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The Public Sphere and "Civility"

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"Civility" looks very different depending on where you stand...

From here http://crookedtimber.org/2018/05/23/neo-marxism/ I have excerpted three short paragraphs very much worth reading and thinking about:

Andrew Sullivan: "This bloggy exchange Ta-Nehisi and I had in 2009, on the very subject of identity politics and its claims.... there was a civility about it, an actual generosity of spirit, that transcended the boundaries of race and background.... The Atlantic was crammed with ideological opposites then, jostling together in the same office, and our engagement with each other and our readerships was a crackling and productive one. There was much more of that back then, before Twitter swallowed blogging, before identity politics became completely nonnegotiable, before we degenerated into these tribal swarms of snark and loathing. I think of it now as a distant island, appearing now and then, as the waves go up and down. The riptide of tribalism can capture us all in the end, until we drown in it..."

Ta Nehisi Coates: "I got incredibly used to learning from people... quite good at their craft, who I felt, and pardon my language, were fucking racist. And that was just the way the world was. I didn’t really have the luxury of having teachers who I necessarily felt, you know, saw me completely as a human being.... You can go into The Atlantic archives right now, and you can see me arguing with Andrew Sullivan about whether black people are genetically disposed to be dumber than white people. I actually had to take this seriously, you understand? I couldn’t speak in a certain way to Andrew. I couldn’t speak to Andrew on the blog the way I would speak to my wife about what Andrew said on the blog in the morning when it was just us.... I learned how to blog from Andrew. That was who I actually learned from. That was who actually helped me craft my voice. Even recognizing who he was and what he was, you know, I learned from him..."

Henry Farrell: "In juxtaposition, Sullivan’s and Coates’s pieces provide a miniature history of how a certain variety of self-congratulatory openness to inquiry is in actual fact a barbed thicket of power relations. What Sullivan depicts as a 'different time' when 'neither of us denied each other’s good faith or human worth', is, in Coates’ understanding, a time where he was required to 'take seriously' the argument that 'black people are genetically disposed to be dumber than white people' as a price of entry into the rarified heights of conversation at the Atlantic. The 'civility' and 'generosity of spirit' that supported 'human to human' conversation is juxtaposed to Coates’s 'teachers' who didn’t see him 'completely as a human being'. What was open and free spirited debate in Sullivan’s depiction, was to Coates a loaded and poisonous dialogue where he could only participate if he shut up about what he actually believed. Juxtaposing these two gives us a very different understanding of Sullivan’s claim that 'identity politics [have become] completely nonnegotiable', and we are all being pulled down by the 'riptide of tribalism'..."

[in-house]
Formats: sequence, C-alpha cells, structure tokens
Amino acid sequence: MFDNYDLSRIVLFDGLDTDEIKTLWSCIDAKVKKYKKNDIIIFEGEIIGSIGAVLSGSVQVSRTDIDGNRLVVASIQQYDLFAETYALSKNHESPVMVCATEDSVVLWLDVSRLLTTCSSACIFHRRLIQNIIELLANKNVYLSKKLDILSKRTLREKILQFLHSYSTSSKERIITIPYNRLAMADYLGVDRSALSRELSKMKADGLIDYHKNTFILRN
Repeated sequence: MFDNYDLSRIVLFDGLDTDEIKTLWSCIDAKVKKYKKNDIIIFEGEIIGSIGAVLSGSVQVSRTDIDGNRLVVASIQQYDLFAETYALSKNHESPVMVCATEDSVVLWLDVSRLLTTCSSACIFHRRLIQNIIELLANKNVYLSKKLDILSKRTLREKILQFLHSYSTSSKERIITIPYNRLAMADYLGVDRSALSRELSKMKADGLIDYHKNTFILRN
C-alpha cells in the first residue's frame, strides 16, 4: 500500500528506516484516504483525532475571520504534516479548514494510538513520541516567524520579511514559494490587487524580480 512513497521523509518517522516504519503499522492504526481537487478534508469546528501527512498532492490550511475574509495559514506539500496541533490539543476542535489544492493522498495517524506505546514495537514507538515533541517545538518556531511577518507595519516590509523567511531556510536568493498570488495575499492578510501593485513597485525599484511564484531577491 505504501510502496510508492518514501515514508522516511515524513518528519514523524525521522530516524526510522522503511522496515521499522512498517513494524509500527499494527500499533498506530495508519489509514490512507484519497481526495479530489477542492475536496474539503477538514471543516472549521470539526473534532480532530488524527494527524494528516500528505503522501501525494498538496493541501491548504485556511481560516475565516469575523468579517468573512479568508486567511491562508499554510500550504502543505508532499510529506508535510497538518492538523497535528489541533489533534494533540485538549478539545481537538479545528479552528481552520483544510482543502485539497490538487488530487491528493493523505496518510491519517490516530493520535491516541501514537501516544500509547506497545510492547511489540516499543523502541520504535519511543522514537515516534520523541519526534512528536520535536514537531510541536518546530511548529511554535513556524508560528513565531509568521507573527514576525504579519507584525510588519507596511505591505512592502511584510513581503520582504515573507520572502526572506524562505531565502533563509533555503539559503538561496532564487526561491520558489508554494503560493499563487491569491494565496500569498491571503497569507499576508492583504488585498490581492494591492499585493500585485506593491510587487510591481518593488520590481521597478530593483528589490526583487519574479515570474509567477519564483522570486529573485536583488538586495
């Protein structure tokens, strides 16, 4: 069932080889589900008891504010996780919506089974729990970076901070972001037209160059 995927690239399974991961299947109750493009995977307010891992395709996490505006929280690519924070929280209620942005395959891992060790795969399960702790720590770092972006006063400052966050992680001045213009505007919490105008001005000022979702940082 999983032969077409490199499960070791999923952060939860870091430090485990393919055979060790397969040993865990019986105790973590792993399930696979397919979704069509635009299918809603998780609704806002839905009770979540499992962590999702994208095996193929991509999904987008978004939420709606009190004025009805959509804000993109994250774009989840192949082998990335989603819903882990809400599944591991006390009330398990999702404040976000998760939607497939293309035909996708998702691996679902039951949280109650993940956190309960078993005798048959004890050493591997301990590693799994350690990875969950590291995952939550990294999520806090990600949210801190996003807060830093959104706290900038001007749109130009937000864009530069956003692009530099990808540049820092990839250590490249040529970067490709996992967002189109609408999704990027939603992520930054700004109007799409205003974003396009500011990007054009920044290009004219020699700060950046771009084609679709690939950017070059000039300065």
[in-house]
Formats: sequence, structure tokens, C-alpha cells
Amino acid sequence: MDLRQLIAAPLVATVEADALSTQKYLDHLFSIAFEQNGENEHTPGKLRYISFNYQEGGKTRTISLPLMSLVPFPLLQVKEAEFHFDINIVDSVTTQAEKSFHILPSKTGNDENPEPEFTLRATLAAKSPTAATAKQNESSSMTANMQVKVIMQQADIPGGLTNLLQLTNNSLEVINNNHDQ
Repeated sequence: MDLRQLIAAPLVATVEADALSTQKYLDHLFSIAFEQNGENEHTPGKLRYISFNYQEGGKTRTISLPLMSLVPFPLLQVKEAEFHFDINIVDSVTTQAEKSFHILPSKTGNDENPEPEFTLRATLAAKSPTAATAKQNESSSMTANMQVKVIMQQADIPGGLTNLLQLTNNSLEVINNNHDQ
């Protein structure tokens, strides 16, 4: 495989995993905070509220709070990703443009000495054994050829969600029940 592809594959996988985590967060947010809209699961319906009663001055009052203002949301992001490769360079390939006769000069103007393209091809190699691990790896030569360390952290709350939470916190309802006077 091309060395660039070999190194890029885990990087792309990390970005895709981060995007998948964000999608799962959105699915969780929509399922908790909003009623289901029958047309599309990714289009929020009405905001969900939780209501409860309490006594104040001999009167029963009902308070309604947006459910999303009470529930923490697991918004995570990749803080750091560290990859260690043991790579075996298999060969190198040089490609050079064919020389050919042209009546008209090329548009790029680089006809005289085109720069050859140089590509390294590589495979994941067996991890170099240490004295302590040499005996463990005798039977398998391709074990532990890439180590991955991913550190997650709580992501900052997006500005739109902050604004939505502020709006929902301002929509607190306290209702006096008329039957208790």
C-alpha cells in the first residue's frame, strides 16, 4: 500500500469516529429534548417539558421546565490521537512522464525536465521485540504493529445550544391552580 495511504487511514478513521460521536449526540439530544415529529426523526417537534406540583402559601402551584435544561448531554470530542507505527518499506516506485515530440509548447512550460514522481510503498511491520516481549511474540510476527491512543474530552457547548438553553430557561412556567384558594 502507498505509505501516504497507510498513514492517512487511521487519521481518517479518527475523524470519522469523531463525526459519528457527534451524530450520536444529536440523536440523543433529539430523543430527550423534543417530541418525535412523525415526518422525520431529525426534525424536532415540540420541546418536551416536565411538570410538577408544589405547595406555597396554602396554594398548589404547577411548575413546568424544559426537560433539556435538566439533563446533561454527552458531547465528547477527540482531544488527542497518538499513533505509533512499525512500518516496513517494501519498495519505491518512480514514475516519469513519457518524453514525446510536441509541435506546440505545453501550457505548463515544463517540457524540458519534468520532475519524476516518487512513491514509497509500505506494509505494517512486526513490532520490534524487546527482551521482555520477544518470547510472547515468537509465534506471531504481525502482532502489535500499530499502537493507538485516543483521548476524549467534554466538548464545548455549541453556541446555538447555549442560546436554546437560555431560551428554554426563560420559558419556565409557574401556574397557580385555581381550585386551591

Finished? Good. Perhaps I should simply say that Henry Farrell has written everything that needs to be written here.

Or perhaps I should note that, back in The Day, it was not us, their adversaries on, say, the 2001 tax cut, who were denying George W. Bush's and Andrew Sullivan's good faith in the debate. It was Andrew Sullivan himself glorying that neither George W. Bush nor he was arguing in good faith:

The fact that Bush has to obfuscate his real goals of reducing spending with the smoke screen of 'compassionate conservatism' shows how uphill the struggle is.... A certain amount of B.S. is necessary for any vaguely successful retrenchment of government power in an insatiable entitlement state.... I just hope the smoke doesn't clear before the spenders get their hands on our wallets again...

Sullivan felt himself under no obligation to be honest or civil back when he thought he was riding high. Rather the reverse. And it was not just Black people—although it was far stronger there. Those of us who thought that, like, arithmetic in the public sphere should be accurate were also not worth engaging in good faith.

Let me venture to generalize: Andrew Sullivan was always an interesting thinker, in that "civility" was something that others needed to extend to him but not that he was under any obligation to extend to anybody else. Most of all, we remember Andrew Sullivan after 911:

The middle part of the country—the great red zone that voted for Bush—is clearly ready for war. The decadent Left in its enclaves on the coasts is not dead—and may well mount what amounts to a fifth column...

and:

We might as well be aware of the enemy within the West itself-a paralyzing, pseudo-clever, morally nihilist fifth column that will surely ramp up its hatred in the days and months ahead...

It was not just Ta-Nehisi Coates but everybody who had doubts about the rush to conquer Iraq who had good reason to think they were regarded by Sullivan as something less than partners in argument and discernment.

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California Rules Coffee a Carcinogen

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California Superior Court Judge Elihu Berle ruled, in accordance with Proposition 65 law, that coffee is a carcinogen and requires a warning label in the state of California. This ruling, however, is not in accord with science and rational medicine.

What went wrong are all the things that can go wrong when trying to assess health risk.

The ruling is based on the presence of acrylamide in coffee. There is evidence that acrylamide is a potential risk factor for certain cancers. This is based mostly on animal and in vitro studies.

How scientists determine that a substance is potentially a cancer risk is a little complex, since we cannot do direct clinical studies. It is unethical to expose a subject to a potential carcinogen to see if they get cancer. So we start with studies on cells and animals.


These types of pre-clinical studies, however, can only tell us about hazard, not risk. A hazardous substance is something which can theoretically cause harm depending on exposure, while risk is actual harm caused by exposure in a certain population to a certain dose over a certain period of time.

Think of it this way – sharks are hazardous, but a shark in a tank poses very little risk. Swimming with sharks in that tank, however, poses a high risk.

So how do we determine the risk to humans of a substance which is potentially hazardous based on pre-clinical studies? For that we rely on epidemiology and observational studies. If we, for example, ask people about their coffee drinking habits, and then track them over time for the development of cancer, we can then make comparisons and see if drinking coffee correlates with increased cancer risk.

There are many shortcomings from this type of data, however, specifically the potential for confounding factors. Drinking more coffee may correlate with more smoking, or consumption of other hazardous products, for example. You can try to control for possible confounding factors, but not the ones you are not aware of. So this limits the utility of such data.